PIH is a microcap (c. $50m), recently floated property and casualty insurance company operating in Louisiana, with plans to expand into further coastal states. What got me interested is the valuation gap between PIH and peers and the potential catalysts.
To note, having a very qualitative discussion at this point is perhaps a bit challenging as the company is only two publically disclosed quarterly results into their operations and even those numbers wouldn’t reflect current reality (to note Q2 only came out a few days ago). As there is limited operational information for now, taking a look at the people behind the company is conceivably more important.
To give you some background, PIH was founded by Kingsway Financial (KFS) in 2012 to underwrite insurance in Louisiana that other insurers stayed away from given some of the catastrophes that occurred recently. PIH underwrites both on a take-out basis through Citizens (a state-created, last-resort insurance co in Louisiana) which policies they took on late last year, and also through the usual way of agents etc. As of the most recent quarter the company had a total 16,800 policies in force.
If you haven’t come across KFS yet, have a read at their first shareholder letter to give you a glimpse into their thinking. KFS is a merchant bank/holding co type entity operating mostly in insurance, essentially taking a page out of Buffett and Munger’s book.
KFS is chaired by Joseph Stilwell (20% owner; activist investor) and run by Larry Swets (CEO; insurance industry background); who had the idea to form an insurance company focusing on Louisiana. They eventually recruited Doug Raucy to run PIH, who has worked for Allstate Insurance, founded a few other insurance outfits and seems like a solid operator.
KFS owns around 16% of PIH and Larry Swets is on the board along with another major shareholder of 9%, Gordon Pratt. He is the chairman of PIH with background in insurance and investments and the principal of Fund Management Group (FMG). He previously founded an insurance co with the principals of KFS.
There is also another fund involved by the name of Legion Partners, formed by people with background in money management for the Disney family and Knight Vinke (European activist fund), who disclosed their 8.9% stake via a 13D recently. To me it’s unclear why an activist fund would get involved so early on. The people behind PIH likely have the same interest as them (i.e. shareholder value), but the more the merrier.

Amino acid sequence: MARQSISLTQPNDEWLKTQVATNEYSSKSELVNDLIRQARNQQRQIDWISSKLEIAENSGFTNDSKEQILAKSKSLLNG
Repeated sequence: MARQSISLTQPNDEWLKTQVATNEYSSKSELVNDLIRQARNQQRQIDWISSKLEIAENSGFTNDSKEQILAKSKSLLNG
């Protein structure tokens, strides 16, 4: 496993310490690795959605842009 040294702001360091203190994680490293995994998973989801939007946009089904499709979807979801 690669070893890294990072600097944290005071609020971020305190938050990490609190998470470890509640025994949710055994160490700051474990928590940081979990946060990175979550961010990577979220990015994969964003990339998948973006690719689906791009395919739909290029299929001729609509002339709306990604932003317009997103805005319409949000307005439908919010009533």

PIH’s IPO took place in March this year, when the company raised $15m (net). Then following the IPO the company went to market and raised about $21m (net) as they saw possibilities to put additional capital to work. The follow-on offering’s proceeds were allocated to further capitalise their Louisiana business and to grow in other coastal states (e.g. Florida, Texas and Hawaii initially).
I noted above that results as per the filings wouldn’t reflect status quo. As the company has only been earning premiums on the Citizens take-out policies for a few months they are yet to be fully captured on the income statement. The same goes for policies they wrote organically (11,000 currently vs 8,000 last quarter), which is where the focus and growth are vs take-outs. The impact of this will find its way into retained earnings as the months progress.
Just a word on the Q2 results. Net premiums earned grew 14% to $4.7m from last quarter while the combined ratio increased to 80% vs 45%. Pre-tax profit was $1m vs $2.3m sequentially. The decrease in profitability (and increase in combined ratio) was caused by an increase in expenses to $3.8m vs $1.9m (particularly losses/loss adjustments related to negative weather events and G&A due to the impact of being a public company and some one-offs).
Book value as of Q2’14 was $49m, which reflects the additional capital raise in June. This translates to $7.7 per share, implying price to book of around 1.1x based on recent share price of $8.5. This compares to peers (e.g. homeowner insurance cos like Federated National) of around 2x.
Now it’s reasonable to have a relative discount (perhaps the current is excessive) as the company has limited operating history and given the undiversified Louisiana exposure. Obviously, the major risk with the business is catastrophes, while this is reinsured to a certain extent it’s key to understand the people behind the company and their motivation. Not that they can avoid the risk but how they underwrite is key. Additionally, the company has plans to expand into further states and while diversification can be a good thing it’s important that the principals don’t engage in empire building and lose focus.
I think as the market wakes up to the full potential of the business we could see a potential re-rating. Assuming closing the cap to 2x book would mean share price of $15 and less bullish view of 1.5x around $11, for respective upsides of around 30%-80%. Of course this assumes no major catastrophes in the ensuing quarters.
I believe that this valuation gap can be closed as there are few substantial owners in the business, who understand how capital markets work. In addition, take a look at page 17 of the attached 10Q discussing a performance share agreement between PIH and KFS. Accordingly, KFS would be entitled to 375k shares if the share price hits $12, $15, and $18 (125k at each point). This is substantial relative to their 1m share ownership in PIH thus they have all the incentive to deliver.